Knee pain from walking - and how to treat it
Common knee injuries from walking often fall into three main categories - and getting the right diagnosis and medical advice is crucial for treating them effectively.

Knee pain from walking - and how to treat it

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Here we speak to leading sports physio Amanda Robertson who identifies three of the most common knee injuries suffered by walkers and gives advice on symptoms, causes, preventions and treatments for each type of pain.

Amanda says: "Knee pain can be 'acute' where direct trauma has happened, such as a fall which sprains a ligament or bashes the knee, or the pain can be caused by chronic problems from unknown causes where the pain often comes and goes (usually with activity) and the cause can't be related to one incident.

"As there are so many different types of knee pain and injuries this article will only cover basic injuries. It is prudent to seek medical advice through a GP, chartered physiotherapist or a sports medicine specialist, especially if you're suffering from knee pain over a prolonged period."


Injury 1: Meniscal / cartilage problems

Symptoms: These vary a great deal, however, there is usually swelling that can come and go. Pain is often sharp, inside the knee joint and a residual ache can be present. Some clicking or locking may occur. Doing a deep squat will be painful and most people will avoid it!

Causes: Often the pain will have started after a particular incident where trauma may have happened, usually where the knee twisted or sheared. This can also happen over time too, where it is more degenerative.

Prevention: Unfortunately there is little to be done to prevent this from happening. Just use common sense on the hill and general injury prevention tactics.

Treatment: Though worth a try, conservative treatments are often not effective. If there is cartilage damage then an orthopaedic consultation is necessary and treatment may end up in surgery. A knee arthroscopy will be performed to remove the offending piece of cartilage and clean up the inside joint. This is a day surgery and return to activity is quick, though post-surgery physiotherapy will be required.

Injury 2: Medial ligament damage

Symptoms: Pain at the medial aspect (inside) of the knee together with a sense of instability and swelling in the knee joint.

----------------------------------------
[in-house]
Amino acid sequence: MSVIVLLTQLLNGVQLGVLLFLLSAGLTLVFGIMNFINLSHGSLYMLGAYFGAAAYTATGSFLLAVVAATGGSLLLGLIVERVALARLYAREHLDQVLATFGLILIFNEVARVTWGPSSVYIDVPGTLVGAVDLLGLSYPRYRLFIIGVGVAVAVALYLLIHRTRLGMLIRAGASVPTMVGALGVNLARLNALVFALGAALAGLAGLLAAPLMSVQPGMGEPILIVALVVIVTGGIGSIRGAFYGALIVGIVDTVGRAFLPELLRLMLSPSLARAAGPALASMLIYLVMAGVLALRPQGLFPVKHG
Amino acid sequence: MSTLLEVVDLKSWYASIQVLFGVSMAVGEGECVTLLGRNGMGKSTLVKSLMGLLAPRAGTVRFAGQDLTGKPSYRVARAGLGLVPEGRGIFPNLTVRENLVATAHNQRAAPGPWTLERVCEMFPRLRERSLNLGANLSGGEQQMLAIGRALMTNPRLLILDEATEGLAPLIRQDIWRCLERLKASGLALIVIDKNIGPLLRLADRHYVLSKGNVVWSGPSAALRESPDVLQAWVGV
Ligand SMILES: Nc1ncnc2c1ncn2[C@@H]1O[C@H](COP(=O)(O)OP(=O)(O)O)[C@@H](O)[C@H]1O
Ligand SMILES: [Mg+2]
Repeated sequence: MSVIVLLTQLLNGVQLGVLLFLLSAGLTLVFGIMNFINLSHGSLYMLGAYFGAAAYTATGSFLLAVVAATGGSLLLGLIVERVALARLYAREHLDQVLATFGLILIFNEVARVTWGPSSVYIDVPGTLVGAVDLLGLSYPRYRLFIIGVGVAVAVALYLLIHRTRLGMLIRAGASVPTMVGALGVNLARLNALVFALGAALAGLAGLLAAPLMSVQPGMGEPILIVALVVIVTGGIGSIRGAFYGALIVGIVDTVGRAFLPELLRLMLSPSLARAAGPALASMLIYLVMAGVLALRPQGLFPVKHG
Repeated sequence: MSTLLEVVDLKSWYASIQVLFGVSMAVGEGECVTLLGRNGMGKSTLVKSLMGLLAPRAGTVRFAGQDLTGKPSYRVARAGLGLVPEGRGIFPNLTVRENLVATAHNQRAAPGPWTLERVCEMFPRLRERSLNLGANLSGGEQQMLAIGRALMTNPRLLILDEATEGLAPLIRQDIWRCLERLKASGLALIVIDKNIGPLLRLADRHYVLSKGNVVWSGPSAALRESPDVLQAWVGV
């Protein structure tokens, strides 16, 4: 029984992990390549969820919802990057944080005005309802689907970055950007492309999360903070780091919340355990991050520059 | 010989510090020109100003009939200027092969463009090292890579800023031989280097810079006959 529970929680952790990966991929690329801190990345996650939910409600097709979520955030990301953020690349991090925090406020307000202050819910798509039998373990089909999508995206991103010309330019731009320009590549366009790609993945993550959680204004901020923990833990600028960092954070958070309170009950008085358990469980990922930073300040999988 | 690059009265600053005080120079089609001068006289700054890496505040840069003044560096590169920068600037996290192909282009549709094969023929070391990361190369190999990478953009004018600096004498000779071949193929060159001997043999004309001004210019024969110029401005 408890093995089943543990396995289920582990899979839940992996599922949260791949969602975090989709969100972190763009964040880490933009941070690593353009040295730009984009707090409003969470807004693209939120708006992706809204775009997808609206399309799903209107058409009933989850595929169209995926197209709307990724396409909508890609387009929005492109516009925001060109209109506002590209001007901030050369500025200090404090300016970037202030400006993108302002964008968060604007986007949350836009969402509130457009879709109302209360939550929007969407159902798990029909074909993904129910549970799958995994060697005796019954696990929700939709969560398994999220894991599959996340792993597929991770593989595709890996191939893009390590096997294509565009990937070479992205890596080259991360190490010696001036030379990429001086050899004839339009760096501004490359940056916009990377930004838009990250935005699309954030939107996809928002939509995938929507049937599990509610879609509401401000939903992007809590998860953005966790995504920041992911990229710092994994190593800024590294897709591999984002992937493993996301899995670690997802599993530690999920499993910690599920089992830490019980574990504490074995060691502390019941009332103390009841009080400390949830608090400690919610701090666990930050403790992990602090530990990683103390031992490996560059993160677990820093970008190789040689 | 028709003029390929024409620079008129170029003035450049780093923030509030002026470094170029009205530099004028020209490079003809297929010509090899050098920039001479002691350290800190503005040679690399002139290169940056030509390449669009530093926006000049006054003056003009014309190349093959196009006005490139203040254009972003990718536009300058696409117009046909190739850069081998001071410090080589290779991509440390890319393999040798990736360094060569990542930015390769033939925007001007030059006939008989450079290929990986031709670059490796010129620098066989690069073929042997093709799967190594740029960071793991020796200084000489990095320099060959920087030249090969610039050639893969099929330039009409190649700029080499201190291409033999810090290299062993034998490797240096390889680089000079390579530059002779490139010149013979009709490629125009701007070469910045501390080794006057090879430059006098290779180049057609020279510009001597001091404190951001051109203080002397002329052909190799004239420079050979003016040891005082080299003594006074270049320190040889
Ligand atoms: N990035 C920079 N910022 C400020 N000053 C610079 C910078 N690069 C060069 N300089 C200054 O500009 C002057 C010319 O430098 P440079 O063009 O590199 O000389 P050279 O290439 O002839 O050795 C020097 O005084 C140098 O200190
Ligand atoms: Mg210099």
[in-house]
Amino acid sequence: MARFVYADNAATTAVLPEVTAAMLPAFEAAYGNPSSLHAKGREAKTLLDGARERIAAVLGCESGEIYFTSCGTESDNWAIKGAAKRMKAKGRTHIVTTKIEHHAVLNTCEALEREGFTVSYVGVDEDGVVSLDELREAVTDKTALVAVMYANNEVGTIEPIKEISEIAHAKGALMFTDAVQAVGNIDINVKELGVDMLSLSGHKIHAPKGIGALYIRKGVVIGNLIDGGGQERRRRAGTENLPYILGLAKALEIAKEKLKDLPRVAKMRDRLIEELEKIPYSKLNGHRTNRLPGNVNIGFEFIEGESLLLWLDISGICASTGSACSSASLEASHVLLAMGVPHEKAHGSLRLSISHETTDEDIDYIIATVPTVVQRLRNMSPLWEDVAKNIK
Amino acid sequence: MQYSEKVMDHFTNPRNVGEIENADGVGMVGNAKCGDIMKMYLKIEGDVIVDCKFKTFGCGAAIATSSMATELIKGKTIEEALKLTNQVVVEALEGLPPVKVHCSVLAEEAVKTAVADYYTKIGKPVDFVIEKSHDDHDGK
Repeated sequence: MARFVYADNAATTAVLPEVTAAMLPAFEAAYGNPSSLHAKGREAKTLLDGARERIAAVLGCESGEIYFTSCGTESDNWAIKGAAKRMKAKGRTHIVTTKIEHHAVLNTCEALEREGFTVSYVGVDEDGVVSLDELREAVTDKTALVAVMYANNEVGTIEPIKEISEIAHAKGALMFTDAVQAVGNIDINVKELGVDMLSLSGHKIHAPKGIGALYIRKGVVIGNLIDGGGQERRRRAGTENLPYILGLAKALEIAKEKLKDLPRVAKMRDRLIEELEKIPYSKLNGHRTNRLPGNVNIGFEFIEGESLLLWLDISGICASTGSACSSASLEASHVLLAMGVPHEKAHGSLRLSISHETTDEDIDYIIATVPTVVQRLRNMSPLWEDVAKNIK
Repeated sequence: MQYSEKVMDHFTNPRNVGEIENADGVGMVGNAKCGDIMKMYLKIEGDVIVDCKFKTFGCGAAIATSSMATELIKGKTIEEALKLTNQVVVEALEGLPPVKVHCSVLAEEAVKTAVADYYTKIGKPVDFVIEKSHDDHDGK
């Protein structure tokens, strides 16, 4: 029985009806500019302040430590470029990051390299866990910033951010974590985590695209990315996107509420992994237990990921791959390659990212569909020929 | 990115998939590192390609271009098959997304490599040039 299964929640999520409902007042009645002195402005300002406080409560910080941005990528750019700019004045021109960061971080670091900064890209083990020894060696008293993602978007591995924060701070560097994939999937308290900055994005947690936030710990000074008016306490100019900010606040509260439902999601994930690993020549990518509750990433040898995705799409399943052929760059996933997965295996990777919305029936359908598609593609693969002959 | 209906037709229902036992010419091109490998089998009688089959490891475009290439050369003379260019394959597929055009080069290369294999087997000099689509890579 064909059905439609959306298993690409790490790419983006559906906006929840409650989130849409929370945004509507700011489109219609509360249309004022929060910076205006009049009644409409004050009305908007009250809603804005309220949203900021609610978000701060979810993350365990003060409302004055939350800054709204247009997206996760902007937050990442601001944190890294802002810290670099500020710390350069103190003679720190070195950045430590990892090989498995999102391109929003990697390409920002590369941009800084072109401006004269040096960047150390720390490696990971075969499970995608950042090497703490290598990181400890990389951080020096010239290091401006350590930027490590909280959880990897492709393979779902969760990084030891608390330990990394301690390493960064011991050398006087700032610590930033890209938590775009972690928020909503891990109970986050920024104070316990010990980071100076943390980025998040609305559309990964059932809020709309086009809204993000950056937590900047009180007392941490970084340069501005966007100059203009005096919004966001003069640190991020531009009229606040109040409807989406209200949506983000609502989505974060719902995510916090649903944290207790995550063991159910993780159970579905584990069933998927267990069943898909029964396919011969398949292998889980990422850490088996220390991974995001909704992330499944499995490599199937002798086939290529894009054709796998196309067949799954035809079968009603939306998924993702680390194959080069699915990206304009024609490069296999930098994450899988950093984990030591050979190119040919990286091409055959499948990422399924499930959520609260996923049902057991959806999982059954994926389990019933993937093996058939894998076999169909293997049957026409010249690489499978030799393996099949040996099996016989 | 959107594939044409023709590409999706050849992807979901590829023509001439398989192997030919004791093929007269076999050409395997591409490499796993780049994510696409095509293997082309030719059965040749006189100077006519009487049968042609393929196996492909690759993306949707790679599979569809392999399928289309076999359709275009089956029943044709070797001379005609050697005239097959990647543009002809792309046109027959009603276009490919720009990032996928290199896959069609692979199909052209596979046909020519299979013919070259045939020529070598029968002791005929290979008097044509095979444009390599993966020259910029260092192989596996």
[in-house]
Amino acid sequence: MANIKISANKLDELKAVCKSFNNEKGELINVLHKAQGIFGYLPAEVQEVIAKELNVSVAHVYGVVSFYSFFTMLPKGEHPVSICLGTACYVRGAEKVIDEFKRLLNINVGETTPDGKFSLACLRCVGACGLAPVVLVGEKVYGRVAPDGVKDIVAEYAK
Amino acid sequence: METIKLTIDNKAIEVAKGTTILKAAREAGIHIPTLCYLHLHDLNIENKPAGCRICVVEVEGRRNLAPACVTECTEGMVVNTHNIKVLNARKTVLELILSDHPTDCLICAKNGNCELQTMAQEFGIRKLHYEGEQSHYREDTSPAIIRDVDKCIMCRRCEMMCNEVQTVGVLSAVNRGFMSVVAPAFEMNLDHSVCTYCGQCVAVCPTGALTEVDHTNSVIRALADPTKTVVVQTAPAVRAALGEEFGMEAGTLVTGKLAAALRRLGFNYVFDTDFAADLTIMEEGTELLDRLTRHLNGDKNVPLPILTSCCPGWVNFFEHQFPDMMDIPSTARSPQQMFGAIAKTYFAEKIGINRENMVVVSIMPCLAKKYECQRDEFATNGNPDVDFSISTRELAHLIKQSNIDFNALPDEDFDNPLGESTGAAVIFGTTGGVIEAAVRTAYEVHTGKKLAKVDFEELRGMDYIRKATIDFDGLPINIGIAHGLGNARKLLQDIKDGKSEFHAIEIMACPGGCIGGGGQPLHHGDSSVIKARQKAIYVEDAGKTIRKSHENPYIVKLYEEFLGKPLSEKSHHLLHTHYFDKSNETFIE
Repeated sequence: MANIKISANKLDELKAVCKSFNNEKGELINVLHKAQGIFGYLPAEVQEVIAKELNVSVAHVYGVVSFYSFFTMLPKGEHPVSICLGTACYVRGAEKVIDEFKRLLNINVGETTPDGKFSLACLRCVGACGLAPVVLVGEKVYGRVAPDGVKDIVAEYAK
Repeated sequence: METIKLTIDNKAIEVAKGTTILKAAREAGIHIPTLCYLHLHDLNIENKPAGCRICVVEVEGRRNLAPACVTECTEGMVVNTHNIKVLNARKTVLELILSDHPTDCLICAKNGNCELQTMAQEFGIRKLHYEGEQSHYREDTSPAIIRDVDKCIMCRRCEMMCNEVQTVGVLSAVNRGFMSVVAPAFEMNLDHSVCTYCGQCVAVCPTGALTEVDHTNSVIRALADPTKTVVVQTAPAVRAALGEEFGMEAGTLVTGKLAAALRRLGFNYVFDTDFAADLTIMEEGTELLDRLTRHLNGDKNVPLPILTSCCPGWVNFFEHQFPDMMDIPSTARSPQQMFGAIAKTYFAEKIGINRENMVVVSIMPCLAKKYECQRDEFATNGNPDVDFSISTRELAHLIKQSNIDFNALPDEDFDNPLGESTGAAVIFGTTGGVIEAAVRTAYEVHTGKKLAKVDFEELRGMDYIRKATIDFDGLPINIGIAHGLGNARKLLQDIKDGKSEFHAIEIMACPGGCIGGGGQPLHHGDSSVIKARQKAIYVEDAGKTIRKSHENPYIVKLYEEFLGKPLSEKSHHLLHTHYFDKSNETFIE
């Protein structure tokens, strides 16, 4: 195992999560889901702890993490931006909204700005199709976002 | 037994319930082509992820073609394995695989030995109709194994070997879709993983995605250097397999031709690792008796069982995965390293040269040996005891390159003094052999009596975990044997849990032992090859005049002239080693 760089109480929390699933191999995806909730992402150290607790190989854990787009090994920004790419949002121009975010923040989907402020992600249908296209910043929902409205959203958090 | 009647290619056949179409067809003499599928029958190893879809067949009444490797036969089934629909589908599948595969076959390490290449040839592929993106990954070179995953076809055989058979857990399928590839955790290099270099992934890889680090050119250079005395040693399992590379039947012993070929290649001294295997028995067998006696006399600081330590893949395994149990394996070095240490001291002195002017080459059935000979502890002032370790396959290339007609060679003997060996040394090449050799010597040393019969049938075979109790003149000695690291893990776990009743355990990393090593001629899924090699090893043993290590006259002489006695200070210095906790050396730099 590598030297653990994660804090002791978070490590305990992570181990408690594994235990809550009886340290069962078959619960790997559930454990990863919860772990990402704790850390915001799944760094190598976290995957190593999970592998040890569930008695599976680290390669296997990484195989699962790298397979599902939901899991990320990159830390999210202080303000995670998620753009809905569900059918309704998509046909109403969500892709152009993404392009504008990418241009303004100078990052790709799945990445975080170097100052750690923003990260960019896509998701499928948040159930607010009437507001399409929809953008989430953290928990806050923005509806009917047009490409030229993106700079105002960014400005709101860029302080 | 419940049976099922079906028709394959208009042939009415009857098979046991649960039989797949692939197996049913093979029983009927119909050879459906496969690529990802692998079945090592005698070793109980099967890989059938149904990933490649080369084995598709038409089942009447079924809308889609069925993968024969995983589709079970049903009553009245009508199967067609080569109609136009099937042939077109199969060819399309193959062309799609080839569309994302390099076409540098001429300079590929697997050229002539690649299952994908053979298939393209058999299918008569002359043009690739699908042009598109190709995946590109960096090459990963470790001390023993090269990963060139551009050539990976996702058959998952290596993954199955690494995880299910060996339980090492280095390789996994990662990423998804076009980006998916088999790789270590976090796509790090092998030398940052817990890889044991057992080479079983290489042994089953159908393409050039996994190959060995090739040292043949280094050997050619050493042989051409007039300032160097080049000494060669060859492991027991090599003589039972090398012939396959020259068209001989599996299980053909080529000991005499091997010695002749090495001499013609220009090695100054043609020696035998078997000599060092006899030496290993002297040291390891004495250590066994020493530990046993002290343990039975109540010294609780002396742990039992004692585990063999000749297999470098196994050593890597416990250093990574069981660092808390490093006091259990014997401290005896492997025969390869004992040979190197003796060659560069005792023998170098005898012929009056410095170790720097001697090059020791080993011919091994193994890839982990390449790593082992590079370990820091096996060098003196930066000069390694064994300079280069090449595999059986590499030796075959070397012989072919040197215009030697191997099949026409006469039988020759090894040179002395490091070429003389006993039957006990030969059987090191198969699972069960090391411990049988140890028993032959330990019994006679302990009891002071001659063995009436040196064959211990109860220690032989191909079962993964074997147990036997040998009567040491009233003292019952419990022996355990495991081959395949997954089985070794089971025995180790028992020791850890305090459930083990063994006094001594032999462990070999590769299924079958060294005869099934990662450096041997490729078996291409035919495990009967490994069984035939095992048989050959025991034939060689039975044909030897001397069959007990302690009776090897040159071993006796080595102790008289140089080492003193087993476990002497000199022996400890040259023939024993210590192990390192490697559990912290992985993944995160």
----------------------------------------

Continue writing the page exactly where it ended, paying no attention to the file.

Causes: This is a traumatic injury, usually cause by a fall or stumble that twists the knee. You may feel a 'crack' or 'something go'. Pain will be local to the area and the knee will swell quickly.

Prevention: Common sense on the hill is imperative to avoid a traumatic injury like this. Fatigue is often a key factor in stumbles and falls, so understand your limitations and those of your companions in order to avoid this situation.

Treatment: Getting off the hill is a priority. If the sprain isn't too severe weight bearing will be possible with support - either from another walker or trekking poles. Support over the knee is a good idea, but watch it isn't too tight, as the knee will swell. Descending the hill will be difficult so a rescue might be necessary. Once off the hill RICE (Rest, Ice, Compression bandage and Elevation) of the limb is key. It's worth visiting A&E for assessment to make sure no other damage has been done. Seek advice from a chartered physiotherapist for proper rehabilitation to the knee afterwards. This will speed recovery and reduce the pain. Rehab on this type of injury can take anything between six weeks six months, depending on the severity of damage.

Injury 3: Anterior knee pain

Symptoms: A nagging ache at the anterior medial (front) aspect of the kneecap. The pain tends to be present during activity and worsens going up and down hills or steps. There is a lack of tendency to squat or deep knee bend. No swelling or bruising is present and there is no known incident where this happened. Often the pain has appeared over time.

Causes: Can be related to a muscle imbalance in the quadricep muscles, where the kneecap isn't functioning properly and grinding on the bone, or due to issues associated with biomechanics.

Prevention - Keep your knees strong and flexible. Good footwear is imperative. Changes in arch support can be a problem if you aren't used to them. Watch your workload and make sure you don't increase your activity levels too dramatically.

Treatment: Advice from a chartered physiotherapist is very useful. Often they'll be able to calm the area down and teach some exercises to help the kneecap move more effectively. They'll also be able to assess if there are any biomechanical issues and refer you onto the appropriate people. Shoe insoles may be required to correct any foot problems that are causing the knee issues.

More common walking injuries


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